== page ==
already been sold by auction to a joint venture established by
BP and the Algerian company, Sonatrach, for a period of 20 years.
As a result, the companies have exclusive rights for the unloading
and storage of LNG of this capacity, and its subsequent regasification,
for this period. The second phase of the project, due online in
2008, is for a further 8.5 bcm/yr of capacity. This has also been
sold by a similar process to Centrica, Gaz de France and Sonatrach,
on a similar long-term basis.
16. The next two LNG projects are due onstream
in 2007 or 2008, and are both located at Milford Haven in Wales.
The Dragon LNG project is a joint venture between the Dutch company
Petroplus, the UK's BG Group, and the Malaysian company, Petronas.
As with the Grain site, the project at Waterston has been converted
from a pre-existing facility, in this instance a former oil refinery.
The project will have a capacity of six bcm/yr, which is split
equally between BG Group and Petronas. The South Hook LNG project
is being developed by ExxonMobil and Qatar Petroleum, and will
also be on the site of a converted oil refinery. With a capacity
in its first phase of 10.5 bcm/yr, first deliveries are provisionally
expected in late 2007. A second phase, also with a capacity of
10.5 bcm/yr is due online in 2009 or 2010.
17. It is the prospect of such large volumes
of gas coming into the UK that has led to speculation that the
country will face a gas "bubble" in the years to come,
resulting in prices falling to the comparatively low levels of
two or three years ago. However, such a viewpoint may be over-optimistic,
as such a fall in prices would actually discourage imports into
the UK. This implies the need for an equilibrium price that encourages
imports, but does not result in such an influx of gas that prices
slump. Therefore, a decrease in price over time is to be expected,
although perhaps not to the extent predicted by some commentators.
18. A different perspective is that the
imports are more likely to mitigate further price increases, rather
than lead to a fall in prices per se, and that the UK gas market
will achievefor want of a better terman import-dependent
equilibrium gas price.
19. Therefore, the distinction needs to
be made between the possibility of a gas bubble, and a bubble
in import capacitywhich the UK could face if all of the
planned projects come onstream on schedule, and with the volumes
predicted. Indeed, while it is highly unlikely that gas will flow
to the maximum allowed by the import developments, consumers should
be able take comfort that only a fraction of the increase in capacity
is needed to meet the UK's forecast growth in gas demand.
20. However, while the UK looks set to remain
a net exporter of gas through the summer months, it is critical
to note that gas flows through almost all of the planned import
projects can be diverted to alternative delivery points, or the
volumes supplied can be cut in response to demand and price movements
in other markets.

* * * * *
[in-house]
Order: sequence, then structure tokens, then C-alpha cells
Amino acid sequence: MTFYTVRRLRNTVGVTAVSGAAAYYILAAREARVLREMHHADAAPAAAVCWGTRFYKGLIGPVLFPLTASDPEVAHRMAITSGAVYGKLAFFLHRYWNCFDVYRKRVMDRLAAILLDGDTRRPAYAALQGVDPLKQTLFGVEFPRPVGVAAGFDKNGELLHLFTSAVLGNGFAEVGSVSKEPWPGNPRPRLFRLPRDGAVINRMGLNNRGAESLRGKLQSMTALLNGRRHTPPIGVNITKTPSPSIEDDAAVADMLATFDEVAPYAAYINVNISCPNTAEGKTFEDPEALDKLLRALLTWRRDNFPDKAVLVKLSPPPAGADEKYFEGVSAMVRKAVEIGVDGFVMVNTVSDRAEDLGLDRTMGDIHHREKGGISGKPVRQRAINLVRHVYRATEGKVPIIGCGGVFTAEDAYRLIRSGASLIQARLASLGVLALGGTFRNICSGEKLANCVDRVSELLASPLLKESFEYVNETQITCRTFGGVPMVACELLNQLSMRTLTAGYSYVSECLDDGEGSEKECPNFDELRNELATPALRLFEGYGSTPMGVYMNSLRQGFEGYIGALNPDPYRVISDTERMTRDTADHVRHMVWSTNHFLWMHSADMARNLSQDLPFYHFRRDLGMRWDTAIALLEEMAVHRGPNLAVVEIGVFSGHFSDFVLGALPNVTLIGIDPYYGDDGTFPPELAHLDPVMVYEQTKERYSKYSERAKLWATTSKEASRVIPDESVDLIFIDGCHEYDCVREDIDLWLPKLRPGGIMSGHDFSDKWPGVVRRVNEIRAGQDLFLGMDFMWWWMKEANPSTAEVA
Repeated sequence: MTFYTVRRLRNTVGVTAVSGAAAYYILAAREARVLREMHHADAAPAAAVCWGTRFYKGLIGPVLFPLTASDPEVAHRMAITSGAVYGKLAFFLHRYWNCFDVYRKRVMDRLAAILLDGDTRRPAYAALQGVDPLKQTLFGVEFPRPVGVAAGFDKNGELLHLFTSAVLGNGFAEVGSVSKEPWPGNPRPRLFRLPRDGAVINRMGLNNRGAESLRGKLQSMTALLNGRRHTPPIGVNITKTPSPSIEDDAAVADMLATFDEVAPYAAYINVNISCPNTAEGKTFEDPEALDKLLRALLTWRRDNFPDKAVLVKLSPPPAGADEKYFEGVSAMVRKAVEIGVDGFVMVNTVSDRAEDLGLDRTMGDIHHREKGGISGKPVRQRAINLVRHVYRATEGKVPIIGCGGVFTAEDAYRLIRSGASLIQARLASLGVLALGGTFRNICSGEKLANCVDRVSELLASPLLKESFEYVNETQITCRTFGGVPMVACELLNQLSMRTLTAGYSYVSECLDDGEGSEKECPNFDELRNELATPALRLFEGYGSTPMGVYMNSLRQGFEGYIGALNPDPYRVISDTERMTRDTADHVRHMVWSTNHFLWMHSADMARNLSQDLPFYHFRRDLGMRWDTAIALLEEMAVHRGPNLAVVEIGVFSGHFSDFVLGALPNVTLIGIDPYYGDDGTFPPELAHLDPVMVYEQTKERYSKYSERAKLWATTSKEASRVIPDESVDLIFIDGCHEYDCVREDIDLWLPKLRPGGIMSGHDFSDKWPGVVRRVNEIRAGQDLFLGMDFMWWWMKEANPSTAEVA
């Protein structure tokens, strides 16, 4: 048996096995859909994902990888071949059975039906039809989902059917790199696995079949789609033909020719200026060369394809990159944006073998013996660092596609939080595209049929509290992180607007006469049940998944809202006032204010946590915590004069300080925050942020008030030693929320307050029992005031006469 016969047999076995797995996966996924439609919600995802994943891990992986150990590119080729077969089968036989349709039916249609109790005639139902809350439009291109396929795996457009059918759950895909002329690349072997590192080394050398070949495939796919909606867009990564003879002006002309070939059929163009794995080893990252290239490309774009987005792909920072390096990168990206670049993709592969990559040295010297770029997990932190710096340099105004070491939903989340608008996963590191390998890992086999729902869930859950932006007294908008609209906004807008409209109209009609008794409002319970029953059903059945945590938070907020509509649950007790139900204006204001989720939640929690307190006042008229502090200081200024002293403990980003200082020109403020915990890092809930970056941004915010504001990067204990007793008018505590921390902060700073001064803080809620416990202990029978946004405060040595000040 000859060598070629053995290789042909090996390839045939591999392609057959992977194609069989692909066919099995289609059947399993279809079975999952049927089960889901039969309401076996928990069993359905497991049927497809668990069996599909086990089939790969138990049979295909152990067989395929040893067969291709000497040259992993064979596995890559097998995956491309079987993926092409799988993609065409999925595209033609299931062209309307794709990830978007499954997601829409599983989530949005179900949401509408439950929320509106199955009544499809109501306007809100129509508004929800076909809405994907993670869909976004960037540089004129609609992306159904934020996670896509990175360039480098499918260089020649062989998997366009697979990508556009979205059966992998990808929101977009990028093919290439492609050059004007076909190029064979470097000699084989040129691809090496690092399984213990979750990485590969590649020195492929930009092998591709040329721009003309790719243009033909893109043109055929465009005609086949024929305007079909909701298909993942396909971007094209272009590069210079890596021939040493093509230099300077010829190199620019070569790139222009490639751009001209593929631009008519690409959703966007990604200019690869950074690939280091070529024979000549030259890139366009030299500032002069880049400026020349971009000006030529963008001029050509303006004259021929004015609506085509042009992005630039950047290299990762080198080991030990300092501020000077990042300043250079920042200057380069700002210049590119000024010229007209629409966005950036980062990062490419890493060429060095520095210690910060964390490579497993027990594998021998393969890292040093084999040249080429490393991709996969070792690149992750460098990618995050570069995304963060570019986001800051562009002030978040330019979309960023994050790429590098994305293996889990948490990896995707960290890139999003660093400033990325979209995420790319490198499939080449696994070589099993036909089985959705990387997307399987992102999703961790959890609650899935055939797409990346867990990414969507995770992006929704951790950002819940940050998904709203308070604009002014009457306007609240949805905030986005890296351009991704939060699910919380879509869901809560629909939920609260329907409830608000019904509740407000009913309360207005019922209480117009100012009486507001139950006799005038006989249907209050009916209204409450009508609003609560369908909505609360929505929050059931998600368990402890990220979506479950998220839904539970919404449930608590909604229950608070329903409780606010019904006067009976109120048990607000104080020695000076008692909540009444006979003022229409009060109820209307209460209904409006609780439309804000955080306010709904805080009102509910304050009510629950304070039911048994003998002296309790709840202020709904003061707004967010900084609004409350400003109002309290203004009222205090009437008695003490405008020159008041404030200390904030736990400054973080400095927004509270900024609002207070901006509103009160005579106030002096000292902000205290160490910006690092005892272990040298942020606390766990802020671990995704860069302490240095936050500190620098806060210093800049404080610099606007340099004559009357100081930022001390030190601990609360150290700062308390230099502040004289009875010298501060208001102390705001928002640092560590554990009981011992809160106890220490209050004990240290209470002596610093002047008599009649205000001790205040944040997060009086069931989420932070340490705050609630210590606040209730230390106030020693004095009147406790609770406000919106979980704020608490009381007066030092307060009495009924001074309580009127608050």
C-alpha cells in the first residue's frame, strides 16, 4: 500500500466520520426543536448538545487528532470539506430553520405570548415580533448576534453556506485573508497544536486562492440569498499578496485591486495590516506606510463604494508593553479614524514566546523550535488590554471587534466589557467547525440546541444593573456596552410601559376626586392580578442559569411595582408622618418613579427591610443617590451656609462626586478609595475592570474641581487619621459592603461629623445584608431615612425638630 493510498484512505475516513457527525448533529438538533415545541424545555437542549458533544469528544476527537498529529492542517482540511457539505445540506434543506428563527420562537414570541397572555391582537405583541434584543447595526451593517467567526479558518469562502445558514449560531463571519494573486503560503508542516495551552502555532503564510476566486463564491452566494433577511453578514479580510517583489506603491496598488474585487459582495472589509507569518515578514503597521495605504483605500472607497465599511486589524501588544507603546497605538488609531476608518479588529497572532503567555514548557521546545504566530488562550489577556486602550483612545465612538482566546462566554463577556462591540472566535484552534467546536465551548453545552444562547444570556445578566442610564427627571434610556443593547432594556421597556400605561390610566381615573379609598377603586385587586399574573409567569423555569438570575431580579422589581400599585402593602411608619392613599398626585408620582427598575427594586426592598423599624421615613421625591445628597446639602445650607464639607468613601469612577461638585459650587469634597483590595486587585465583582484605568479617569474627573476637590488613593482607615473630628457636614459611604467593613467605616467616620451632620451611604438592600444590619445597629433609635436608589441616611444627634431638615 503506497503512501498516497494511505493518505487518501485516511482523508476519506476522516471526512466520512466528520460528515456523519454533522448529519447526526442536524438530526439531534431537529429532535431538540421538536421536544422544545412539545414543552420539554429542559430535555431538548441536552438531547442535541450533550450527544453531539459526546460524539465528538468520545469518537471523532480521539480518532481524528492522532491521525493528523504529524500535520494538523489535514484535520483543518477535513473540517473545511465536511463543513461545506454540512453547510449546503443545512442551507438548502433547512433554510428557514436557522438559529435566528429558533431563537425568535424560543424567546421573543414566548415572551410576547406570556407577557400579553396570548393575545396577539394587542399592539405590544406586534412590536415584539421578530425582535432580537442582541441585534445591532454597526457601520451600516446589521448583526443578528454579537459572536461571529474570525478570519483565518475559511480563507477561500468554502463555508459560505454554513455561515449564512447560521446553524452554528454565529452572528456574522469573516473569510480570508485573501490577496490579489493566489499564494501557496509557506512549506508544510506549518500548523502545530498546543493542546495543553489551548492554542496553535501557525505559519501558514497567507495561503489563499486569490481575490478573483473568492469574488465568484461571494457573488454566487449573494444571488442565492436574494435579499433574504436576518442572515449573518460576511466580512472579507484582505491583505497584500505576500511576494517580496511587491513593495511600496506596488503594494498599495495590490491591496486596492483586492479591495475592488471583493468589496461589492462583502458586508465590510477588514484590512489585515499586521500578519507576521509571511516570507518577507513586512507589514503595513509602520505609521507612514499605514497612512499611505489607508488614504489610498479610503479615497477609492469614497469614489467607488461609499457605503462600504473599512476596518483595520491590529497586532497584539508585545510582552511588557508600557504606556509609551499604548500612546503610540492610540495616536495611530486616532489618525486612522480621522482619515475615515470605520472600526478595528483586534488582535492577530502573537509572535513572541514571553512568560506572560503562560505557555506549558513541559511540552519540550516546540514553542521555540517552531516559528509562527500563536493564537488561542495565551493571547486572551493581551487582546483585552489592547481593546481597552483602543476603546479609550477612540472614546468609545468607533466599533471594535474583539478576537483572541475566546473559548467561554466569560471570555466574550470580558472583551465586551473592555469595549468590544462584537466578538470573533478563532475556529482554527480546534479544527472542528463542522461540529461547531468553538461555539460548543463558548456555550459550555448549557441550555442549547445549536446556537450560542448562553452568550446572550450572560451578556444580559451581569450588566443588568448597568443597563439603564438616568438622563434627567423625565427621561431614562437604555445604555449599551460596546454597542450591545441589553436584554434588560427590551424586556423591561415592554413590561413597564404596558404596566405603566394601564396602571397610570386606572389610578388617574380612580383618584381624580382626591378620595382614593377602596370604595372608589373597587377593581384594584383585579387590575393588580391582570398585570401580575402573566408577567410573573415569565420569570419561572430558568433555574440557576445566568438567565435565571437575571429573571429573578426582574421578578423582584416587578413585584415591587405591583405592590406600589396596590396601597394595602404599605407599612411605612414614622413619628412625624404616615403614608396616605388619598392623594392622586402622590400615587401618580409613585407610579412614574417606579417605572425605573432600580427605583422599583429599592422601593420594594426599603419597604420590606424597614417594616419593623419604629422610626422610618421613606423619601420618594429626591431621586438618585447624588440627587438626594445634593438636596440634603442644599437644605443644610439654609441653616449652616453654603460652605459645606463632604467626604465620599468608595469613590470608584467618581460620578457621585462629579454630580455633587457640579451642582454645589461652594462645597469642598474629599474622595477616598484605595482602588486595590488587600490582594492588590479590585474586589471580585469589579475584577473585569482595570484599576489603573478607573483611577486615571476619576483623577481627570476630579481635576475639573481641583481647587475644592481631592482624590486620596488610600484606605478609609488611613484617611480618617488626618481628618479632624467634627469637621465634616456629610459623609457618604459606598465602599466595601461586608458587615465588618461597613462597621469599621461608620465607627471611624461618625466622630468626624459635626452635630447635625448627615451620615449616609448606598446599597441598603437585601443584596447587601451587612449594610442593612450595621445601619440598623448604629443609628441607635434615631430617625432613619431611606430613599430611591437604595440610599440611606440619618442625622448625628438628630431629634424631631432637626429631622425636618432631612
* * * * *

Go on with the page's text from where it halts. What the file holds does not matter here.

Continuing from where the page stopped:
21. Likewise, the comparative lack of deregulation
in Continental European energy markets means that there is no
guarantee that flows will respond to the possibility of arbitrage
between UK and Zeebrugge.
22. This is the lesson that the UK has learned
the hard way in the past few monthsinfrastructure does
not guarantee imports. There was a climate of relative optimism
in the summer of 2005 regarding gas imports, although this hasfor
the most partdisappeared into the "black hole"
(to use Ofgem's analogy) of the Interconnector.
23. While some participants in the industry
will claim that import flows did indeed respond to price in mid-February
when the Centrica-operated Rough storage facility was taken out
of action by a fire, there are grounds to suggest that this was
due more to the timing of the incident rather than price signals.
24. From the start of 2006 to 15 February,
imports into the UK through the Interconnector flowed at an average
of around 55% of the pipeline's 48 mcm per day capacity. However,
following the closure of Rough, this has risen to more than 80%.
At the same time, the absence of Rough from the market meant that
the Day-ahead price for gas in the UK had risen well above the
pre-closure levels, leading some commentators to suggest that
increased prices had induced gas to be imported.
25. In the second half of February, the
Day-ahead price of gas in the UK has averaged approximately 75
pence per therm. However, over the period 21 November to 5 December
inclusive, the corresponding Day-Ahead price was almost 120 pence
per therm but Interconnector imports were closer to 52% on average.
26. In this instance, gas flows clearly
did not respond to price, and this was most likely due to the
fact that it was too early in the winter for continental utilities
to consider selling their gas from storage given their own security
of supply obligations. In February, with the worst of the winter
behind them, these companies would be more willing to sell their
27. This reflects the differing treatment
of gas storage assets in the UK compared with Continental Europein
the UK they are operated as commercial businesses, while on the
Continent they are operated largely as strategic reserve assets.
The issue of unbundling of the ownership and control of these
assets is one that will be addressed by the European Commission
in its price probe, as is the issue of flows through the Interconnector.
28. However, the issue of Interconnector
capacity is one that must be addressed on the domestic front,
given the UK's import dependence. In recent months, "secure"
supplies of gas have seemingly become synonymous with "local"
supplies of gas.
29. Dismissing the economics of transport,
gas supplies transported long distances can be secure provided